09/15/2004, 00.00
IRAQ – UN
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U.N. hopeful Iraqi elections can be held in January but more security is needed

Iraqi deputy ambassador Feisal Amin Al-Istrabadi urging all nations to support Iraq and to provide troops to protect U.N. workers

New York (AsiaNews/Agencies) - The United Nations is hopeful elections in Iraq can be held on schedule in January 2005 despite escalating violence, but the level of U.N. electoral assistance will depend on security, the top U.N. envoy to Iraq says.

Iraq's new deputy U.N. ambassador, Feisal Amin al-Istrabadi, warned Tuesday that terrorists are determined to disrupt the vote and he urged the world's nations to send troops to protect an expanded U.N. staff which he called essential for holding the country's first free elections.

But Ashraf Jehangir Qazi, the U.N. special representative to Iraq, said the security situation will be the overriding factor in determining how many U.N. international staffers can return to Iraq. Currently, there is a ceiling of 35 U.N. staff in the country, which al-Istrabadi called inadequate.

Qazi and al-Istrabadi spoke at a Security Council meeting called to discuss Secretary-General Kofi Annan's latest report on Iraq which warned that violence could make it more difficult to create the conditions for successful elections.

The U.N. envoy repeatedly stressed that the Iraqi Electoral Commission is in charge of the election process - not the United Nations -  and he said it was encouraging that the country's prime minister, Ayad Allawi, has expressed determination to hold the election by Jan. 31.

U.S. Ambassador John Danforth all but ruled out any delay beyond the Jan. 31 deadline for elections in Iraq's interim constitution.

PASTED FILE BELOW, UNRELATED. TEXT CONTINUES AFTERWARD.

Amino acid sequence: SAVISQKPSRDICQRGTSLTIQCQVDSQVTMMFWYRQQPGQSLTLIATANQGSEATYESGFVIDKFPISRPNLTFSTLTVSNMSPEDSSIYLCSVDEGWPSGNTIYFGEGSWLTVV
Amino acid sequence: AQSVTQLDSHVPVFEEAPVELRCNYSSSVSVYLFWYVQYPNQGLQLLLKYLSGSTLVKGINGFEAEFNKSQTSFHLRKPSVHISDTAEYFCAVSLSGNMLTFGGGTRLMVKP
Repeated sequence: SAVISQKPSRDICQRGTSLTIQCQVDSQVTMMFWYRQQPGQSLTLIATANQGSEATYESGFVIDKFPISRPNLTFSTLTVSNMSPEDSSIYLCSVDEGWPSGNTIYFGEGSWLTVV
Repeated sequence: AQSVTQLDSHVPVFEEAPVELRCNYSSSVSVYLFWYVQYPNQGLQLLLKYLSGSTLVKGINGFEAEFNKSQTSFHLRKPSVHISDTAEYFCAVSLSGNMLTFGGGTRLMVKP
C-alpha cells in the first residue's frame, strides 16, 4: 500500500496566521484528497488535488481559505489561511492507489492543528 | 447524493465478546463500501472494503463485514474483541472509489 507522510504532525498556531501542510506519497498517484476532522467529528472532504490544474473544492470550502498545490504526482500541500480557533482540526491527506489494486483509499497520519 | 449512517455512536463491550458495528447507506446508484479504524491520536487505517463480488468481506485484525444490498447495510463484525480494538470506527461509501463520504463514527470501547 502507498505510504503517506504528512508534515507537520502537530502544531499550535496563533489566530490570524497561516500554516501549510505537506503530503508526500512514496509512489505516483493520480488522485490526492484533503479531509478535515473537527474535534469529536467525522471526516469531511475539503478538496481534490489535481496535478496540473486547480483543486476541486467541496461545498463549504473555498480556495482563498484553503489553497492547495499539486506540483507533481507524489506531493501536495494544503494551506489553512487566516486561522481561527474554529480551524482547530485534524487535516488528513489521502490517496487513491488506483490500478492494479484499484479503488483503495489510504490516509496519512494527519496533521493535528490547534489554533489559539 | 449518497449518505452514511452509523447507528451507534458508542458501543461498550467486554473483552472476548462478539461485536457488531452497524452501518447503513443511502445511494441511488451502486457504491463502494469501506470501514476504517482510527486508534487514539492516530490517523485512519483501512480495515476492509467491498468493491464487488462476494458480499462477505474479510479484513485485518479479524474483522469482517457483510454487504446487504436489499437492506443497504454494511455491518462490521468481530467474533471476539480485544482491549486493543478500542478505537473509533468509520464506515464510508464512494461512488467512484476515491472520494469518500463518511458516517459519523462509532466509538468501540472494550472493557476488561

Qazi wouldn't be drawn out on when or whether the United Nations might beef up its election unit, calling staff safety "an overriding imperative."

An Aug. 19, 2003, blast outside the Baghdad headquarters of the United Nations killed 22 people, including the chief U.N. envoy Sergio Vieira de Mello. Annan ordered all U.N. international staff to leave Iraq after a second attack on the building last October. The United Nations now maintains a low profile in Iraq, and several dozen non-Iraqi staffers stay in the Green Zone, a restricted area in the centre of Baghdad that houses Iraqi government ministries and the U.S. Embassy.

Qazi told the council the transfer of sovereignty to Iraq's interim government on June 28 has not improved security and "the resurgence of the vicious cycle of violence" was halting the process of rebuilding Iraq. Iraq's al-Istrabadi said the country needs technical support from U.N. experts to hold free and fair elections. "We know that…the U.N. knows that. ... And so do the terrorists. They are determined, at any cost, to prevent this vital assistance from going forward. They must not succeed," he warned. U.N. spokesman Fred Eckhard said about 200 U.N. staffers would be needed on the ground in Iraq to help conduct elections.

Al-Istrabadi urged all nations to support Iraq, and especially to provide troops and money for a special force to protect U.N. workers which the Security Council authorized in June. U.N. officials have been talking to several governments and U.N. diplomats said Fiji and Australia were contemplating sending troops. Qazi said the United Nations remains hopeful that security will improve, which will enable the world body to deploy a larger international staff.
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